Portuguese Translator – NAATI Accredited – Online, Fast, Easy

Professional Portuguese translation service

Our Portuguese translation team translate all types of documents, such as passports, drivers license, passports, resumes and more. To get NAATI accredited Portuguese translation services in Sydney, simple email us your documents using the form on this page for a quick quote and payment instructions. For urgent translations, you can get the electronic copy within 24 hours upon payment received.

Fast NAATI Portuguese Translator

Our professional NAATI Portuguese translators provide both English – Portuguese translation and Portuguese – English translation. They are specialised in migration, business, real estate, finance and all subject matters. We are able to select the most suitable Portuguese translator for your documents to be translated.

Most Affordable Portuguese Translations Sydney

For urgent or larger Portuguese translation projects, it is always better to choose a trusted language translation company to manage your translations from start to finish. Our NAATI certified translations have a 100% acceptance rate and acceptance guarantee in Australia for visa application. That is why leading migration agents choose to use our NAATI translation services for Portuguese documents.

Portuguese Translations Sydney

We provide Portuguese NAATI certified translations for Australian immigration purposes. Your immigration documents will be translated and stamped by a registered NAATI translator. You will receive electronic copies of your document as soon as they’re translated and the hard copy originals of your NAATI certified Portuguese translations are sent to you using Australia Post.

Portuguese NAATI Translation

About the Portuguese Language

Portugal Flag by Websi

Portugal Flag by Websi

Portuguese evolved from the medieval language, known today by linguists as Galician-Portuguese or Old Portuguese or Old Galician, of the northwestern medieval Kingdom of Galicia, the first among the Christian kingdoms after the start of the Reconquista of the Iberian Peninsula from the Moors. It is in Latin administrative documents of the 9th century that written Galician-Portuguese words and phrases are first recorded. This phase is known as Proto-Portuguese, which lasted from the 9th century until the 12th-century independence of the County of Portugal from the Kingdom of León, by then reigning over Galicia. Portuguese was heavily influenced by more than a millennium of perennial contact with several dialects of both Oïl and Occitan language groups, in lexicon (up to 15–20% in some estimates, at least 5000 word roots), phonology and orthography. The influence of Occitan has been most marked through the status Provençal in particular achieved in southwestern Europe around the troubadour apex in the Middle Ages, when Galician-Portuguese lyric was developed. Aside the direct influence of Provençal literature, the presence of languages from modern-day France in the Galician-Portuguese area was also strong due to the rule of the House of Burgundy, the establishment of the Orders of Cluny and Cister, the many sections of the Way of St. James pilgrimage route that come from elsewhere in Europe out of the Iberian Peninsula, and the settlement in Iberia of people from the other side of the Pyrenees, arriving during and after the Reconquista.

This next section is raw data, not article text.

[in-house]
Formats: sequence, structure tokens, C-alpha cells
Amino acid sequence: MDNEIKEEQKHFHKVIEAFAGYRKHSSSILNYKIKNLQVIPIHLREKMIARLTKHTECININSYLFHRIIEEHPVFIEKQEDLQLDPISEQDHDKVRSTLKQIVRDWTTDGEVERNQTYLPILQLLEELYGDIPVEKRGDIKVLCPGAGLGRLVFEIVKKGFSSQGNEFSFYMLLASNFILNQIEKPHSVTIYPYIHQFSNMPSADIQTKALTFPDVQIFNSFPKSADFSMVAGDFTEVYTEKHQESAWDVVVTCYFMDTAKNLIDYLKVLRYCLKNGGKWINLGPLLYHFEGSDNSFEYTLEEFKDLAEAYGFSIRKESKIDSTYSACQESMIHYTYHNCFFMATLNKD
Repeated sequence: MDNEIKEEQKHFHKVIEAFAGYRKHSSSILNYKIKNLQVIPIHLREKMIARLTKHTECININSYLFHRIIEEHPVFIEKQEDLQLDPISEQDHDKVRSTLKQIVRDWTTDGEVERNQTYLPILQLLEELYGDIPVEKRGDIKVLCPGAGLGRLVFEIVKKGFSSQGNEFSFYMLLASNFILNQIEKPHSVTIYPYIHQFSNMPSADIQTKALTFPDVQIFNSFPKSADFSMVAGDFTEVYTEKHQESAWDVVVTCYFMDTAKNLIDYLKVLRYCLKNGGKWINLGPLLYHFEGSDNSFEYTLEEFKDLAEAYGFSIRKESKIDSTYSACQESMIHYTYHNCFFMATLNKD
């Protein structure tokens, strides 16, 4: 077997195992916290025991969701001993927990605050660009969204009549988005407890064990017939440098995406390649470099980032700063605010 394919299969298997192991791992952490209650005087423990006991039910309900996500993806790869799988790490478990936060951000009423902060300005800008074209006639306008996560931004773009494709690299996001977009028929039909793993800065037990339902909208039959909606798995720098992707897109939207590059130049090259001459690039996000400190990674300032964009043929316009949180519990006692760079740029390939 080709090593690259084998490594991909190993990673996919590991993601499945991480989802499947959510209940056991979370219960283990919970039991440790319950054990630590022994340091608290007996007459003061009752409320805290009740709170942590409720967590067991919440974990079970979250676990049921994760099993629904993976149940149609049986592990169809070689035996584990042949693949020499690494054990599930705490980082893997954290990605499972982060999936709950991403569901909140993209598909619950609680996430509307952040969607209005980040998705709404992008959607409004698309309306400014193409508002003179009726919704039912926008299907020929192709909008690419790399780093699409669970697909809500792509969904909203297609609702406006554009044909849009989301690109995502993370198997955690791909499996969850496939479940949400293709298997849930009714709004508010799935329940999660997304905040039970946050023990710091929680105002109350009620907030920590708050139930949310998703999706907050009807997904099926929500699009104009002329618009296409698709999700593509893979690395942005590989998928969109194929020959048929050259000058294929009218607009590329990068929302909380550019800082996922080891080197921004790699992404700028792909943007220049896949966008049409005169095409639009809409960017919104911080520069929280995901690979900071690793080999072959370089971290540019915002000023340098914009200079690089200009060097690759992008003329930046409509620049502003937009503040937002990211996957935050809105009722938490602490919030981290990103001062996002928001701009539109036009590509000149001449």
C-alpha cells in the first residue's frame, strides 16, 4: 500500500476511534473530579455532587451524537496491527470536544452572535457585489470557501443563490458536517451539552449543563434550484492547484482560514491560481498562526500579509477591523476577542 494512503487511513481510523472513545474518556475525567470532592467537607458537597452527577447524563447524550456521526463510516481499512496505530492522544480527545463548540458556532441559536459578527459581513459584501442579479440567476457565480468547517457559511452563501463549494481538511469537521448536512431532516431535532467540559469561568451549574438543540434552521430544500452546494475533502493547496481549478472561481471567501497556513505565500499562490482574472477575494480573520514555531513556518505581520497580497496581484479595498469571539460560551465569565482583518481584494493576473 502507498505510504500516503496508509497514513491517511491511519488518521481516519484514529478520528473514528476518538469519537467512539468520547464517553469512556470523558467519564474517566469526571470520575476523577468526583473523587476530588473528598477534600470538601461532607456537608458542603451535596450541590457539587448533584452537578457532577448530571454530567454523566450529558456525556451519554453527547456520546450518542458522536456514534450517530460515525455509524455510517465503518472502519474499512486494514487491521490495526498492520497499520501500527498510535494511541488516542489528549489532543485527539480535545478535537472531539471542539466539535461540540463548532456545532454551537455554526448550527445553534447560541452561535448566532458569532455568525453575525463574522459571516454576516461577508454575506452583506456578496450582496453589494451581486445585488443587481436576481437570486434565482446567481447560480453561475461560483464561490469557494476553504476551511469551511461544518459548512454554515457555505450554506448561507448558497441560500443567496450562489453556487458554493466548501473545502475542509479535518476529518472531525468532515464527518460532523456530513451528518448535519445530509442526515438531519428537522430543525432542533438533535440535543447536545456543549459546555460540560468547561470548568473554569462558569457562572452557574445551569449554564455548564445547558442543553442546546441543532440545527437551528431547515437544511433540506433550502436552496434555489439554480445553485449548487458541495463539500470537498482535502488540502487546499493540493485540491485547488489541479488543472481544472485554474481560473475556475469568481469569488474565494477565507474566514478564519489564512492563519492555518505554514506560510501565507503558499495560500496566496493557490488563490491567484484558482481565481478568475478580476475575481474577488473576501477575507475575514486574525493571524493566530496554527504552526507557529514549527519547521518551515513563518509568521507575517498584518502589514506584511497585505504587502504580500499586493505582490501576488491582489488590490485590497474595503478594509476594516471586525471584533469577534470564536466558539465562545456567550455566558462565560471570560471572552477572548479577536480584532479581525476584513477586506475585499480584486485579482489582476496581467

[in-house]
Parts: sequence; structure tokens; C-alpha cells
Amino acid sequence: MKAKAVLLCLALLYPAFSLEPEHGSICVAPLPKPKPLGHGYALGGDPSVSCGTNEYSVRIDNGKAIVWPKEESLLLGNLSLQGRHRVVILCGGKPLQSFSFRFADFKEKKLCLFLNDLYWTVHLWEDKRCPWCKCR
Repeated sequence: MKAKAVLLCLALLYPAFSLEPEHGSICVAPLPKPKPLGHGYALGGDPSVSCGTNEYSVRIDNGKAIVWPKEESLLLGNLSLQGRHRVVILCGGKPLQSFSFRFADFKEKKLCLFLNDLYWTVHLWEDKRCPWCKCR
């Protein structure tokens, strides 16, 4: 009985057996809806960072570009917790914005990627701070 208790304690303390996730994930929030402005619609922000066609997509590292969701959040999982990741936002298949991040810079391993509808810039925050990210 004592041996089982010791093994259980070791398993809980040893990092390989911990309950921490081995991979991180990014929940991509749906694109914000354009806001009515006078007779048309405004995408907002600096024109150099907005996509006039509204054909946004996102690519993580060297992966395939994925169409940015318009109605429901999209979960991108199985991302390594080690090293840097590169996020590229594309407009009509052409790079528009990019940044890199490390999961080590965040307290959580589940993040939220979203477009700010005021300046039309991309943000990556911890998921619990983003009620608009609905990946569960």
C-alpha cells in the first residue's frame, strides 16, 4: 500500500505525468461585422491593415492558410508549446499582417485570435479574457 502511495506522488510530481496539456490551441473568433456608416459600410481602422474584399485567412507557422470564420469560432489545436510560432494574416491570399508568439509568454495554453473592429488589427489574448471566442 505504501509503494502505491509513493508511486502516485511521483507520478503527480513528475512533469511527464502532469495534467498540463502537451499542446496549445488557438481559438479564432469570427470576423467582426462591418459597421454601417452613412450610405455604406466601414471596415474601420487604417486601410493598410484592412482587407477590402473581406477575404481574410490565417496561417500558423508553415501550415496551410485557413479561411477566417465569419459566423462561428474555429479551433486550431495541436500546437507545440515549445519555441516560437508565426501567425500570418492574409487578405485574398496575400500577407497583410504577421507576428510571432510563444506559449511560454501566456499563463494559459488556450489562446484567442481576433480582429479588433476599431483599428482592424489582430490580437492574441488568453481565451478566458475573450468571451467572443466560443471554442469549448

In the first part of the Galician-Portuguese period (from the 12th to the 14th century), the language was increasingly used for documents and other written forms. For some time, it was the language of preference for lyric poetry in Christian Hispania, much as Occitan was the language of the poetry of the troubadours in France. Portugal became an independent kingdom in 1139, under King Afonso I of Portugal. In 1290, King Denis of Portugal created the first Portuguese university in Lisbon (the Estudos Gerais, later moved to Coimbra) and decreed that Portuguese, then simply called the “common language”, be known as the Portuguese language and used officially.

Its spread was helped by mixed marriages between Portuguese and local people, and by its association with Roman Catholic missionary efforts, which led to the formation of creole languages such as that called Kristang in many parts of Asia (from the word cristão, “Christian”). The language continued to be popular in parts of Asia until the 19th century. Some Portuguese-speaking Christian communities in India, Sri Lanka, Malaysia, and Indonesia preserved their language even after they were isolated from Portugal.

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